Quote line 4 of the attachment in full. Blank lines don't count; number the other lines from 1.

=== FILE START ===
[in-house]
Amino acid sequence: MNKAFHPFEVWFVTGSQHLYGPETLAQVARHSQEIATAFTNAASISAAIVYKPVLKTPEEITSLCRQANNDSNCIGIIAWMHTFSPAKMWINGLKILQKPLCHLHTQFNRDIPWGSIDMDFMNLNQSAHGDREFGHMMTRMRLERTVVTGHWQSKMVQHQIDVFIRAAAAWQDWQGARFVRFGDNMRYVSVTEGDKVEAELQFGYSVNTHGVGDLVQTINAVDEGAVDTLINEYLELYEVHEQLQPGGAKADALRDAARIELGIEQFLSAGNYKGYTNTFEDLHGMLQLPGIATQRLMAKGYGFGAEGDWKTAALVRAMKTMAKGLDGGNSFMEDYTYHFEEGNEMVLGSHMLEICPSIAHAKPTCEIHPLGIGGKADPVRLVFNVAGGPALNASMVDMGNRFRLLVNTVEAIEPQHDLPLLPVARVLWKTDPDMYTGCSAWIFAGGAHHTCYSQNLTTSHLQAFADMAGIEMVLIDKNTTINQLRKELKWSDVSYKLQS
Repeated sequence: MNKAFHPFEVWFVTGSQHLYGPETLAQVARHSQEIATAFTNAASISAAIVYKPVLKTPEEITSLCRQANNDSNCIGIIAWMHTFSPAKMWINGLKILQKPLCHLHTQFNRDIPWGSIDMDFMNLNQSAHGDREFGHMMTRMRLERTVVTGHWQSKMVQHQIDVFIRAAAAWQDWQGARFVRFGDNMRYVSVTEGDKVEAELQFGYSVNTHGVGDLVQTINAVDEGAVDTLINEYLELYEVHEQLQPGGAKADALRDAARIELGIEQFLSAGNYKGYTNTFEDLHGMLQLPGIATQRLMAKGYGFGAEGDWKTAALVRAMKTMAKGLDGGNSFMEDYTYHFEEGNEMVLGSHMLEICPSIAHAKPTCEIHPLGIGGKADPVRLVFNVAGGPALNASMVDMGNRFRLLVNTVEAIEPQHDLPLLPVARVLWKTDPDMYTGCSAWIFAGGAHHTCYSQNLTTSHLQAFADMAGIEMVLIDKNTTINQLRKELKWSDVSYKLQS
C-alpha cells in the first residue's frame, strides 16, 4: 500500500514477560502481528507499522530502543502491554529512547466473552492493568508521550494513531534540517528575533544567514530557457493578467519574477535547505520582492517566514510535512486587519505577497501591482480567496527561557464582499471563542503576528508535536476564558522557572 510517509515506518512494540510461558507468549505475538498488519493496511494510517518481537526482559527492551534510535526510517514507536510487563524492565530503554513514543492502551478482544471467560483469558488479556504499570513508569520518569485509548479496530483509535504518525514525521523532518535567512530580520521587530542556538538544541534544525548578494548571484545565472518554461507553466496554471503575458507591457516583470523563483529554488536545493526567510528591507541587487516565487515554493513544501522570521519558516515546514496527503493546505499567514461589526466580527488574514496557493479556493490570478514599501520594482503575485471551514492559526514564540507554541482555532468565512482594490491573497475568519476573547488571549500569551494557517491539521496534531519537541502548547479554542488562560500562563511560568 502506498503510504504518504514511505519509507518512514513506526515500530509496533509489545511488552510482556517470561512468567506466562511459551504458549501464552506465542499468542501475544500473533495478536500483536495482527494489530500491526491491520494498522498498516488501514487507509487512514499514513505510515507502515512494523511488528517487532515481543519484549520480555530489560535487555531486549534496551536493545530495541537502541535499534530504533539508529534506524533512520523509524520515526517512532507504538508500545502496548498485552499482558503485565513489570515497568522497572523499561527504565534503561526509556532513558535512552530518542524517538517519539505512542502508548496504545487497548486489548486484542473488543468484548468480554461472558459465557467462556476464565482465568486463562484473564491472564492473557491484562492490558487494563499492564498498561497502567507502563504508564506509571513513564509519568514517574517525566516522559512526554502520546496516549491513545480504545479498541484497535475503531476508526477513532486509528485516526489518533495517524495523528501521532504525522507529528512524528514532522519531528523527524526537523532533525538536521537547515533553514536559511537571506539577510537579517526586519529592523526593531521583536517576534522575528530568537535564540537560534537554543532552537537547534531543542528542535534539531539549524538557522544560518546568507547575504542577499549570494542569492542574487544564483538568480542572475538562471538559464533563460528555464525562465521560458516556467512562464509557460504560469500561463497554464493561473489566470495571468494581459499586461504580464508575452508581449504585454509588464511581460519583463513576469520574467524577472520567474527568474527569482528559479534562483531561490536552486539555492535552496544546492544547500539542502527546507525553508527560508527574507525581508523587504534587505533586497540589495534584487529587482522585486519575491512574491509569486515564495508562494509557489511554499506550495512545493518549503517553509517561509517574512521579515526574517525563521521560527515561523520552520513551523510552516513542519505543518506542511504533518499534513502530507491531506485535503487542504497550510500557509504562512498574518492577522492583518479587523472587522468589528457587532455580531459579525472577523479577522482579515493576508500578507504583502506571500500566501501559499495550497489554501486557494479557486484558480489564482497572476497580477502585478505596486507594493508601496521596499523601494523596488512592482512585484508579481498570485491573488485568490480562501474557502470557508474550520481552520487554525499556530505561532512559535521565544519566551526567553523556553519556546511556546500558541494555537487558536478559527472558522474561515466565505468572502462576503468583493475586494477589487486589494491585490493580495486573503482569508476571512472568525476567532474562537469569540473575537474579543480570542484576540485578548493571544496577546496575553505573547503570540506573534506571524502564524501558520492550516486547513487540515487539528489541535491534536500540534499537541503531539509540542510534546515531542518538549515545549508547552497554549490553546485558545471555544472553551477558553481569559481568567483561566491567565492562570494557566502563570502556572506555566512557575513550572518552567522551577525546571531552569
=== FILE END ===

C-alpha cells in the first residue's frame, strides 16, 4: 500500500514477560502481528507499522530502543502491554529512547466473552492493568508521550494513531534540517528575533544567514530557457493578467519574477535547505520582492517566514510535512486587519505577497501591482480567496527561557464582499471563542503576528508535536476564558522557572 510517509515506518512494540510461558507468549505475538498488519493496511494510517518481537526482559527492551534510535526510517514507536510487563524492565530503554513514543492502551478482544471467560483469558488479556504499570513508569520518569485509548479496530483509535504518525514525521523532518535567512530580520521587530542556538538544541534544525548578494548571484545565472518554461507553466496554471503575458507591457516583470523563483529554488536545493526567510528591507541587487516565487515554493513544501522570521519558516515546514496527503493546505499567514461589526466580527488574514496557493479556493490570478514599501520594482503575485471551514492559526514564540507554541482555532468565512482594490491573497475568519476573547488571549500569551494557517491539521496534531519537541502548547479554542488562560500562563511560568 502506498503510504504518504514511505519509507518512514513506526515500530509496533509489545511488552510482556517470561512468567506466562511459551504458549501464552506465542499468542501475544500473533495478536500483536495482527494489530500491526491491520494498522498498516488501514487507509487512514499514513505510515507502515512494523511488528517487532515481543519484549520480555530489560535487555531486549534496551536493545530495541537502541535499534530504533539508529534506524533512520523509524520515526517512532507504538508500545502496548498485552499482558503485565513489570515497568522497572523499561527504565534503561526509556532513558535512552530518542524517538517519539505512542502508548496504545487497548486489548486484542473488543468484548468480554461472558459465557467462556476464565482465568486463562484473564491472564492473557491484562492490558487494563499492564498498561497502567507502563504508564506509571513513564509519568514517574517525566516522559512526554502520546496516549491513545480504545479498541484497535475503531476508526477513532486509528485516526489518533495517524495523528501521532504525522507529528512524528514532522519531528523527524526537523532533525538536521537547515533553514536559511537571506539577510537579517526586519529592523526593531521583536517576534522575528530568537535564540537560534537554543532552537537547534531543542528542535534539531539549524538557522544560518546568507547575504542577499549570494542569492542574487544564483538568480542572475538562471538559464533563460528555464525562465521560458516556467512562464509557460504560469500561463497554464493561473489566470495571468494581459499586461504580464508575452508581449504585454509588464511581460519583463513576469520574467524577472520567474527568474527569482528559479534562483531561490536552486539555492535552496544546492544547500539542502527546507525553508527560508527574507525581508523587504534587505533586497540589495534584487529587482522585486519575491512574491509569486515564495508562494509557489511554499506550495512545493518549503517553509517561509517574512521579515526574517525563521521560527515561523520552520513551523510552516513542519505543518506542511504533518499534513502530507491531506485535503487542504497550510500557509504562512498574518492577522492583518479587523472587522468589528457587532455580531459579525472577523479577522482579515493576508500578507504583502506571500500566501501559499495550497489554501486557494479557486484558480489564482497572476497580477502585478505596486507594493508601496521596499523601494523596488512592482512585484508579481498570485491573488485568490480562501474557502470557508474550520481552520487554525499556530505561532512559535521565544519566551526567553523556553519556546511556546500558541494555537487558536478559527472558522474561515466565505468572502462576503468583493475586494477589487486589494491585490493580495486573503482569508476571512472568525476567532474562537469569540473575537474579543480570542484576540485578548493571544496577546496575553505573547503570540506573534506571524502564524501558520492550516486547513487540515487539528489541535491534536500540534499537541503531539509540542510534546515531542518538549515545549508547552497554549490553546485558545471555544472553551477558553481569559481568567483561566491567565492562570494557566502563570502556572506555566512557575513550572518552567522551577525546571531552569